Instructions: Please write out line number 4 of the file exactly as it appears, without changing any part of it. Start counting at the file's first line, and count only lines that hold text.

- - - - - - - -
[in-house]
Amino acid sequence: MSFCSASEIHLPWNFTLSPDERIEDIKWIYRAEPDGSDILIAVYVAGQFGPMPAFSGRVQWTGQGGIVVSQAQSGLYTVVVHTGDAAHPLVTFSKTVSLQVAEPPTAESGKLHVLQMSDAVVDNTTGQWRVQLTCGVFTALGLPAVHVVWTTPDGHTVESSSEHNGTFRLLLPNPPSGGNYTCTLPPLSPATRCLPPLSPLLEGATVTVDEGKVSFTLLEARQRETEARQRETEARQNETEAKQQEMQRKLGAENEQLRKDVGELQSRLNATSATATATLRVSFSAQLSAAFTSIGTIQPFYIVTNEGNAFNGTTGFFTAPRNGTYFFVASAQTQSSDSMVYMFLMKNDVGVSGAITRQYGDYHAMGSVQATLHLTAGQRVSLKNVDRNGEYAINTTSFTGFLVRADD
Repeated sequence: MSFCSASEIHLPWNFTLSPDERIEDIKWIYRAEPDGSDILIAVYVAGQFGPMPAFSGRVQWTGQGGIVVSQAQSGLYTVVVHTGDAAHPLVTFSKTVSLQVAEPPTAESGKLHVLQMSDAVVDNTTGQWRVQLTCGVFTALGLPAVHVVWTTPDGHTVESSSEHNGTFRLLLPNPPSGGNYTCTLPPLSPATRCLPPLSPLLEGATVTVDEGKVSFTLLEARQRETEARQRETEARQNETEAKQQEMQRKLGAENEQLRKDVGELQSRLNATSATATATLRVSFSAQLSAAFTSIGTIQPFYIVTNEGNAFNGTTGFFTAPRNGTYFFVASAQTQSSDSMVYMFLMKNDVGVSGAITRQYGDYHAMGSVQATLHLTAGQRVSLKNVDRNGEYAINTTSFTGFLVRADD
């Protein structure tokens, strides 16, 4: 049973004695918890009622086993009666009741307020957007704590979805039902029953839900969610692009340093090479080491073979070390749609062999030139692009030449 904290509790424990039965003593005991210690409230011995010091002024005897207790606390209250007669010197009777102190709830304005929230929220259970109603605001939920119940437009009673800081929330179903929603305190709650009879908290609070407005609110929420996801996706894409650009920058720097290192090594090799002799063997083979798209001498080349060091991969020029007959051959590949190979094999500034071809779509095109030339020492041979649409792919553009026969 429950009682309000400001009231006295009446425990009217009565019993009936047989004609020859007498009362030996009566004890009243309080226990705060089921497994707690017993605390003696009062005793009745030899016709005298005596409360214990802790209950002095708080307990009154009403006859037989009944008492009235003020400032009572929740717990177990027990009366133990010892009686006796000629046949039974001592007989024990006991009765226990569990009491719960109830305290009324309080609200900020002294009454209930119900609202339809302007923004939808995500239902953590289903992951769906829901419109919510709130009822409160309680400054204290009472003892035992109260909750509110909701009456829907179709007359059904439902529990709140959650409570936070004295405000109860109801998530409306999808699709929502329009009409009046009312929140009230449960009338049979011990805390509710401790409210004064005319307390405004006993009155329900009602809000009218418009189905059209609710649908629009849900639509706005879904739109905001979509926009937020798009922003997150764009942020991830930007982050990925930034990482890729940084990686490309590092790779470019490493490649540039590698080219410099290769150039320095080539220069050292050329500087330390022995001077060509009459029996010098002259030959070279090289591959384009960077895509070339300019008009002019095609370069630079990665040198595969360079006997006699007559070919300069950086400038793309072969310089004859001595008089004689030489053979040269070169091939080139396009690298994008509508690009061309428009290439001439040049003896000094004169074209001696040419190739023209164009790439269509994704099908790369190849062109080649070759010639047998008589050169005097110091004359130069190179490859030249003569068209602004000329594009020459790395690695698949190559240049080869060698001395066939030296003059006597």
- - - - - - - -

């Protein structure tokens, strides 16, 4: 049973004695918890009622086993009666009741307020957007704590979805039902029953839900969610692009340093090479080491073979070390749609062999030139692009030449 904290509790424990039965003593005991210690409230011995010091002024005897207790606390209250007669010197009777102190709830304005929230929220259970109603605001939920119940437009009673800081929330179903929603305190709650009879908290609070407005609110929420996801996706894409650009920058720097290192090594090799002799063997083979798209001498080349060091991969020029007959051959590949190979094999500034071809779509095109030339020492041979649409792919553009026969 429950009682309000400001009231006295009446425990009217009565019993009936047989004609020859007498009362030996009566004890009243309080226990705060089921497994707690017993605390003696009062005793009745030899016709005298005596409360214990802790209950002095708080307990009154009403006859037989009944008492009235003020400032009572929740717990177990027990009366133990010892009686006796000629046949039974001592007989024990006991009765226990569990009491719960109830305290009324309080609200900020002294009454209930119900609202339809302007923004939808995500239902953590289903992951769906829901419109919510709130009822409160309680400054204290009472003892035992109260909750509110909701009456829907179709007359059904439902529990709140959650409570936070004295405000109860109801998530409306999808699709929502329009009409009046009312929140009230449960009338049979011990805390509710401790409210004064005319307390405004006993009155329900009602809000009218418009189905059209609710649908629009849900639509706005879904739109905001979509926009937020798009922003997150764009942020991830930007982050990925930034990482890729940084990686490309590092790779470019490493490649540039590698080219410099290769150039320095080539220069050292050329500087330390022995001077060509009459029996010098002259030959070279090289591959384009960077895509070339300019008009002019095609370069630079990665040198595969360079006997006699007559070919300069950086400038793309072969310089004859001595008089004689030489053979040269070169091939080139396009690298994008509508690009061309428009290439001439040049003896000094004169074209001696040419190739023209164009790439269509994704099908790369190849062109080649070759010639047998008589050169005097110091004359130069190179490859030249003569068209602004000329594009020459790395690695698949190559240049080869060698001395066939030296003059006597």